The bottom info is the internal explanation of the contents of your MGR-1 A4840 Solid State Relay, that handles the REAL power that gets fed to the lamps.
    On your FLASH DRYER WIRING DIAGRAM , it gave absolute minimum information, other than the controls.
    I just then connected the required power after the double pole switch into the EC54 controller, AND . . . YOU . . . must have the pins 1-2-3 thermocouple connections placed correctly .
    What we don't know is the pins 4-5-6 connections adjunct wiring, its routing and any support components.
    What we can ascertain is that circuitry is being there and correct and ends up at the YELLOW BOX connection I have placed under the SSR.

    Since your SSR is the A version it is expecting anywhere from 70--240 AC volts to be there to trigger it into its on state.
    BUT it is only needing in the order of a mere 5 ma of current. Therefore there must be some 50K or so of resistance in the path to limit the AC power on down to that feeble of a level.
    What you need to do now is connect up a DVM in its AC mode and place in a range just above 240 volts AC . . . . . . ..unless it is autoranging . . . to the terminals that were initially going to the input of the SSR which I have now YELLOW BOXED.
    If you have the AC power present and the switch, on we hope that you will be finding AC activation power at the SSR input terms being tested. If the SSR has then given power to the lamps, the thermocouple would be changing with heat build up until its trip threshold where the normally closed contacts between 6 to 4 would flip to 4 to 5 and thereby disrupt power to your heat lamps, until the heat level drop period detected by the thermocouple detected the need to flip the relay contacts back to 6 to 4 and start heating for a prescribed warming time again.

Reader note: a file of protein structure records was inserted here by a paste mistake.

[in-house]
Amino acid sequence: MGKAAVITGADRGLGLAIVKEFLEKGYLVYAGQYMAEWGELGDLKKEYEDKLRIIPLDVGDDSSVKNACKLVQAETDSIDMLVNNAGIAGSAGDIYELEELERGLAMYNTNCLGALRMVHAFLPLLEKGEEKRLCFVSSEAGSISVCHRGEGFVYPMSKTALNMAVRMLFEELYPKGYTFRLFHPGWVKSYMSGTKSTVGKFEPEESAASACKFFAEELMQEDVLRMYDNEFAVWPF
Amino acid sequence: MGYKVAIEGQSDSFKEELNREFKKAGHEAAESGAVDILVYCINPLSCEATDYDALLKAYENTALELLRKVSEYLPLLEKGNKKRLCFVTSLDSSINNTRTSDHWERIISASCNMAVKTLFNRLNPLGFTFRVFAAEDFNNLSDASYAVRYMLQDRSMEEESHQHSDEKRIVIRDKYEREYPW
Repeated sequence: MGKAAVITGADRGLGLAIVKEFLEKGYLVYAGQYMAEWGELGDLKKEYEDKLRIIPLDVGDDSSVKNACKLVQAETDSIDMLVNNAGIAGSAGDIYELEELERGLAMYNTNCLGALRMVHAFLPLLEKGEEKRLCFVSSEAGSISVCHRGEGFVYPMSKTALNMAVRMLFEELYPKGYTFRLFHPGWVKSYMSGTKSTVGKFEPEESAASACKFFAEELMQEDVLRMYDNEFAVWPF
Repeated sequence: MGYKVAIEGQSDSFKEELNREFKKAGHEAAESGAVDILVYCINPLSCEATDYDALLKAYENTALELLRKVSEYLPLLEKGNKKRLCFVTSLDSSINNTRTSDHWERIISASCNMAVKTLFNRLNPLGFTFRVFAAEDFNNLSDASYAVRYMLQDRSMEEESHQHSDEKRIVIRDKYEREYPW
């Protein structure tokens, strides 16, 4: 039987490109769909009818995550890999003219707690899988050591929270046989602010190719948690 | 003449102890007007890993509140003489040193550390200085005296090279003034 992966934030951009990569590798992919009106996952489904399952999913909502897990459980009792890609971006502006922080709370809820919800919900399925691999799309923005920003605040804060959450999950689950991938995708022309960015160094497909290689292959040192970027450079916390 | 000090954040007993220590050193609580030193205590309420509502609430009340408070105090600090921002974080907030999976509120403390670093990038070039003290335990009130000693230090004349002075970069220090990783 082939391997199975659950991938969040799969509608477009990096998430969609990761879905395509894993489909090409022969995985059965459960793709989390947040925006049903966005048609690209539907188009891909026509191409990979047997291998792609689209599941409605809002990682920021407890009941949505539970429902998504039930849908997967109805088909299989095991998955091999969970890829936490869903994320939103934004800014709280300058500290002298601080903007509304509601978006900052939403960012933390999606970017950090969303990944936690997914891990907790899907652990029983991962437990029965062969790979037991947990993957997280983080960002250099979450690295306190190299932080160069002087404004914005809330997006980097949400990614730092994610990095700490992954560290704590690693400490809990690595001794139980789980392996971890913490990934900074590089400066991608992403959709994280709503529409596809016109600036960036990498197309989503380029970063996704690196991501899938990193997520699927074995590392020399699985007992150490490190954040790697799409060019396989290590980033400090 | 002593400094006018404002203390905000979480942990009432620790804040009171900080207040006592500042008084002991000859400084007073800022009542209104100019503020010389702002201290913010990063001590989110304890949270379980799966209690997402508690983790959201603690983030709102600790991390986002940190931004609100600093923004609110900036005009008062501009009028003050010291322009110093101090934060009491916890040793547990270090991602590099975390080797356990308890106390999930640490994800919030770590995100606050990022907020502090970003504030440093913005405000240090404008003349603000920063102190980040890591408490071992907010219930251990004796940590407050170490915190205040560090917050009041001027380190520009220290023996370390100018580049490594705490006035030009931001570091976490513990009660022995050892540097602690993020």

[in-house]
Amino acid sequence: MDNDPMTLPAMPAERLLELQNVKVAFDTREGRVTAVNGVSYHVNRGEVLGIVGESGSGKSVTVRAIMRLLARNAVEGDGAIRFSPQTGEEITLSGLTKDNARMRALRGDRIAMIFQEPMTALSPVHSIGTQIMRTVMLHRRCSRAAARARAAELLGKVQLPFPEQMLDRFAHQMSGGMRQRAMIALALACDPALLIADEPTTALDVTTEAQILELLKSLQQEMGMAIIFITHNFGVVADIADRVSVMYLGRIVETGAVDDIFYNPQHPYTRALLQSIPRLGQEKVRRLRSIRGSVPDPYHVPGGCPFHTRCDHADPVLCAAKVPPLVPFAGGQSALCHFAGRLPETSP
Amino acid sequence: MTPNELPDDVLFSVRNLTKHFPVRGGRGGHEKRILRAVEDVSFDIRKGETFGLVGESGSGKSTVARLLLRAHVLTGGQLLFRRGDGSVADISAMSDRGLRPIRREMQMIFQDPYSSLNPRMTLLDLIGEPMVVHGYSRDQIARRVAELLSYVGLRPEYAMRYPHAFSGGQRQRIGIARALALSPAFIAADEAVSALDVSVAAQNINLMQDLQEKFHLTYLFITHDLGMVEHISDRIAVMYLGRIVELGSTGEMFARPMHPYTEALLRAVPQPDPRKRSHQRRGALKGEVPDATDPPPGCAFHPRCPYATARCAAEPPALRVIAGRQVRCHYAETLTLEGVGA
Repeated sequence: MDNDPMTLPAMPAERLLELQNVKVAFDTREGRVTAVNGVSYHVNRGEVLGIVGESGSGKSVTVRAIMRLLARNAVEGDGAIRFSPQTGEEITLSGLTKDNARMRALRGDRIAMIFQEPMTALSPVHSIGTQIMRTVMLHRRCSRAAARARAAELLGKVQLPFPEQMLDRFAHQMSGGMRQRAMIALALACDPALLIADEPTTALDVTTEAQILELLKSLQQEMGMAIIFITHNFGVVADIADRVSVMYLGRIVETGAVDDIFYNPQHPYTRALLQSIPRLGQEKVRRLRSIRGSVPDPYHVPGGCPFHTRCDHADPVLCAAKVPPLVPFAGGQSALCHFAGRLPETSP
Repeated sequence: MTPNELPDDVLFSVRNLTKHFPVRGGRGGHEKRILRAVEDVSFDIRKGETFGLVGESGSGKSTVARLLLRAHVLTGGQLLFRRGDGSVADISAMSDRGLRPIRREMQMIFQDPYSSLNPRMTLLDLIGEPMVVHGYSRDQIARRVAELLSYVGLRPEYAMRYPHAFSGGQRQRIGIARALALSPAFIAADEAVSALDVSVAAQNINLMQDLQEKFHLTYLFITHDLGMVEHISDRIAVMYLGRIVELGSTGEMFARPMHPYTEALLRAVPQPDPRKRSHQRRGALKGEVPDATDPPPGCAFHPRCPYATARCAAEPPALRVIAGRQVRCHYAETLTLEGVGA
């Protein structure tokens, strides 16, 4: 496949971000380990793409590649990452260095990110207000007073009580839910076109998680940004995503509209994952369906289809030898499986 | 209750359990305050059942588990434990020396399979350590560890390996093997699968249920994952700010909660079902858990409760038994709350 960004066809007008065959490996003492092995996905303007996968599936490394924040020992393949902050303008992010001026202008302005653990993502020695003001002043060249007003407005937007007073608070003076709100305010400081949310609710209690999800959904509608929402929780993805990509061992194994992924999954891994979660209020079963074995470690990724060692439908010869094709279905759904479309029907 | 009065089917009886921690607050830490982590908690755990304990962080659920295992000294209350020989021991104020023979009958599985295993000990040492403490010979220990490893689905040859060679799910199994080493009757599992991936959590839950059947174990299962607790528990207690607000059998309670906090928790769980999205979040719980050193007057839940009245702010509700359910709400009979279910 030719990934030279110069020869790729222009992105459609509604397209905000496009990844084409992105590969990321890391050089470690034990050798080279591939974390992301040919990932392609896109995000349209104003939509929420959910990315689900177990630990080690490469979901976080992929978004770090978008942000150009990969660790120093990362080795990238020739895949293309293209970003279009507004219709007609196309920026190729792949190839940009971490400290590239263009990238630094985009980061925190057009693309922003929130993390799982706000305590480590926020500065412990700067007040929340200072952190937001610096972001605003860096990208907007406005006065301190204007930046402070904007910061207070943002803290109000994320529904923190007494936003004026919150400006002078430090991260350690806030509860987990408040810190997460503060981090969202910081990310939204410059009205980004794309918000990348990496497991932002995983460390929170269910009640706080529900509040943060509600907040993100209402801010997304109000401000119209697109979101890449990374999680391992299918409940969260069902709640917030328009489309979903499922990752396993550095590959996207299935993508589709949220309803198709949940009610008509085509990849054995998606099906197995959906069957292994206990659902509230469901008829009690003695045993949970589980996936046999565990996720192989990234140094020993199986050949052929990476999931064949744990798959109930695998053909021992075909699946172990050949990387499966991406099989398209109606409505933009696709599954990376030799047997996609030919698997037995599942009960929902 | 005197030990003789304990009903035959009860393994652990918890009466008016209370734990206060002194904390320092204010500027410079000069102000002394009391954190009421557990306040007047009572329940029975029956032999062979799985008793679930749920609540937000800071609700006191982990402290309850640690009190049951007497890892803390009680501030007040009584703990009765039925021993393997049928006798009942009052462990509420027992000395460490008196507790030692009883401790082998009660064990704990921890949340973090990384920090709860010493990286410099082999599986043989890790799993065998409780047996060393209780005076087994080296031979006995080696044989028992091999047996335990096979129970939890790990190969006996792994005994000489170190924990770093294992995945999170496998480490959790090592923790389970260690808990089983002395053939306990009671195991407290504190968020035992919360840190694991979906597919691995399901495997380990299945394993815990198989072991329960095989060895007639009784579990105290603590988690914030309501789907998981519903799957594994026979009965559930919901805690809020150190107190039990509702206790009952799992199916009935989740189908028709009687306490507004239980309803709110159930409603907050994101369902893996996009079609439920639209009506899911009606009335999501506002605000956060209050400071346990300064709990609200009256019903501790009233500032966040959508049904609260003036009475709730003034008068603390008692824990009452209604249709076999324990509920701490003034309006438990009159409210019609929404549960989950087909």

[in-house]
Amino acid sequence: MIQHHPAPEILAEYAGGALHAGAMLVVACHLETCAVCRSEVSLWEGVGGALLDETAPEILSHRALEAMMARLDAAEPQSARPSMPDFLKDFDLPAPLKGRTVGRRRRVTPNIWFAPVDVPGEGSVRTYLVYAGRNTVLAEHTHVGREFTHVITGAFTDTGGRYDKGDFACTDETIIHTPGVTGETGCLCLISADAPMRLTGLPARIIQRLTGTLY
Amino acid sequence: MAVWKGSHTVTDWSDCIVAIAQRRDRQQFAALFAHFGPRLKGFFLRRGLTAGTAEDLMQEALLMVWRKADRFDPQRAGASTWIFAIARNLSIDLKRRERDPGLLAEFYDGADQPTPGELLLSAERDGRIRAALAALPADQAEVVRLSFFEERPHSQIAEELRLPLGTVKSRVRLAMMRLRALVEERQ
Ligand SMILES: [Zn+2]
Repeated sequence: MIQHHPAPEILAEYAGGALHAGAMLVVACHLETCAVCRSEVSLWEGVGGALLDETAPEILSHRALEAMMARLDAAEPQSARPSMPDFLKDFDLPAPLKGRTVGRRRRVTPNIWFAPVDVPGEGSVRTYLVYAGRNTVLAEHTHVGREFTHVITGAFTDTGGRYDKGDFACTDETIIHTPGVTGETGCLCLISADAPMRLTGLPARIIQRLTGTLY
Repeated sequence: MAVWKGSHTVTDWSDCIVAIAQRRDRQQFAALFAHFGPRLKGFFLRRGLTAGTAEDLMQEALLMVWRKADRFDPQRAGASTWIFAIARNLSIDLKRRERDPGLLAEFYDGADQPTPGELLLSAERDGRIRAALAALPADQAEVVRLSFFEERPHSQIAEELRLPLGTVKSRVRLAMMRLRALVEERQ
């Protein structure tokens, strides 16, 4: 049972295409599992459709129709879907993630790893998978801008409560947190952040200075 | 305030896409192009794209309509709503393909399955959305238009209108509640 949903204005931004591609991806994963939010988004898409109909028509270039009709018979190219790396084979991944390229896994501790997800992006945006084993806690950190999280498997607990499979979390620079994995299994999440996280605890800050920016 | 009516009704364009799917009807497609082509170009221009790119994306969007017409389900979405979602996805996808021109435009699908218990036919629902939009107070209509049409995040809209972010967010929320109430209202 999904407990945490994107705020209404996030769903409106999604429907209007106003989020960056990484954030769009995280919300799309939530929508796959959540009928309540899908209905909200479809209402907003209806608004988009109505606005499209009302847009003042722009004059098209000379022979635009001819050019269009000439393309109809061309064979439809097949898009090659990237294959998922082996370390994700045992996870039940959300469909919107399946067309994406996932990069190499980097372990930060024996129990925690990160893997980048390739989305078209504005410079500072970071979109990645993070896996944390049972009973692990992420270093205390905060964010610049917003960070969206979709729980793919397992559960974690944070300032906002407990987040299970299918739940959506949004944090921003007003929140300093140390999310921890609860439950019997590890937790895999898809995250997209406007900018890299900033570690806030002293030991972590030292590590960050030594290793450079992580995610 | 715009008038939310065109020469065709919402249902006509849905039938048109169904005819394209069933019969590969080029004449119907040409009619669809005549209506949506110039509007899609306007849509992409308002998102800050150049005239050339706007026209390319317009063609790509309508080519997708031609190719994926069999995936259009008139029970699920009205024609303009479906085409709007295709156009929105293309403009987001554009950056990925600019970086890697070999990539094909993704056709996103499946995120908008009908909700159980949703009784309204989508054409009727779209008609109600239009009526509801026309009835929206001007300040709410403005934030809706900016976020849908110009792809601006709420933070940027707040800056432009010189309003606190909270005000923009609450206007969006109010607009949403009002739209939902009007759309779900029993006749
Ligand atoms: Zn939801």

Initially . . . . just see if the AC triggering voltage into the primary of the SSR is obeying its proper on off protocol, by the SSR relay secondary switching action in activating the lamp bank.
    If it is not now powering up the lamps, the thermocouple can be fooled into cycling, by the heat of an incandescent lamp heat against it or a heated blow dryer, directing a warming airstream upon it .
    If not, we will have to check out the controllers Pin 4 to 5 to 6 switching relationships.

    ASIDE . . . .
    You can get the REAL SSR's from Digi Key or Mouser
    I must have 8 or so of them, but mine are all 3-24VDC activation voltages.
    One Gordos, two Irrational Rectumfire and 5 Crydoms. My last ones I utilized were to replace the black pitted electromechanical contactor assembly on my 4 ton refrigerated air conditioner.
    Those, with my whole house SURGE SUPRESSOR BLOCK, located nearby, should keep me going flawlessly, well on past my expiration dating.

    What say you now . . .?

    ***** TECHNO REFERENCING ***** . . . . .


    73's de Edd
    Last edited: Jul 5, 2018
    DeadworlD likes this.
  4. DeadworlD


    Jul 5, 2018
    I wish I knew more about all of this. This is only my first foray into this field. I have only a rudimentary understanding of all of this. How would I test for the "actual" load? The specs for the Flash Unit are as follows:

    Flash Dryer 18x18 Inch 2000w with Temperature Display Adjustable Stand T-Shirt Curing with Wheels Easy to Move

    This is a professionally flash dryer 18”x18”,2000w .Adjustable stand from 30" to 48" ,360-degree level swivel head for easy use,and base with wheels easy to move. The temperature is over 400 degrees F at distance of 2 1/2" below the flash heating element. It can easily cure plastisol ink for silk screen with a natural fluctuations in the temperature printing.

    Features (truncated to just power related)

    Flash dryer input: 110v/60Hz /Power: 2000 Watts